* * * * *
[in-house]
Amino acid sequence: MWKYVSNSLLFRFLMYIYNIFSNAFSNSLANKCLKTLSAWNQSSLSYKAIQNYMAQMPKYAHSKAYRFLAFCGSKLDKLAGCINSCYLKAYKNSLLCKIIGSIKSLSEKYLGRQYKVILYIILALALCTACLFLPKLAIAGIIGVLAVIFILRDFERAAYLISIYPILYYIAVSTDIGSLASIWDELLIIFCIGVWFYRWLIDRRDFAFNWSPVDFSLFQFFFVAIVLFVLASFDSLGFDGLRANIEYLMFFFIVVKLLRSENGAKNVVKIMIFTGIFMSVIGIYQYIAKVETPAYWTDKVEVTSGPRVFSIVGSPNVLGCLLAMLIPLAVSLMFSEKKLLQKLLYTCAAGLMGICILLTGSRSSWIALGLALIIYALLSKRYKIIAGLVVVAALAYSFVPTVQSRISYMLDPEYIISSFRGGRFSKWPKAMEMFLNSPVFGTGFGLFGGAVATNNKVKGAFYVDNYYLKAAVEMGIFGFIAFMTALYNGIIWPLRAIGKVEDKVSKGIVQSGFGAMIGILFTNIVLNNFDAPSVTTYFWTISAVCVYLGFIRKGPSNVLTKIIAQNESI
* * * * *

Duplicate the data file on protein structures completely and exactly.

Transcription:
[in-house]
Amino acid sequence: MWKYVSNSLLFRFLMYIYNIFSNAFSNSLANKCLKTLSAWNQSSLSYKAIQNYMAQMPKYAHSKAYRFLAFCGSKLDKLAGCINSCYLKAYKNSLLCKIIGSIKSLSEKYLGRQYKVILYIILALALCTACLFLPKLAIAGIIGVLAVIFILRDFERAAYLISIYPILYYIAVSTDIGSLASIWDELLIIFCIGVWFYRWLIDRRDFAFNWSPVDFSLFQFFFVAIVLFVLASFDSLGFDGLRANIEYLMFFFIVVKLLRSENGAKNVVKIMIFTGIFMSVIGIYQYIAKVETPAYWTDKVEVTSGPRVFSIVGSPNVLGCLLAMLIPLAVSLMFSEKKLLQKLLYTCAAGLMGICILLTGSRSSWIALGLALIIYALLSKRYKIIAGLVVVAALAYSFVPTVQSRISYMLDPEYIISSFRGGRFSKWPKAMEMFLNSPVFGTGFGLFGGAVATNNKVKGAFYVDNYYLKAAVEMGIFGFIAFMTALYNGIIWPLRAIGKVEDKVSKGIVQSGFGAMIGILFTNIVLNNFDAPSVTTYFWTISAVCVYLGFIRKGPSNVLTKIIAQNESI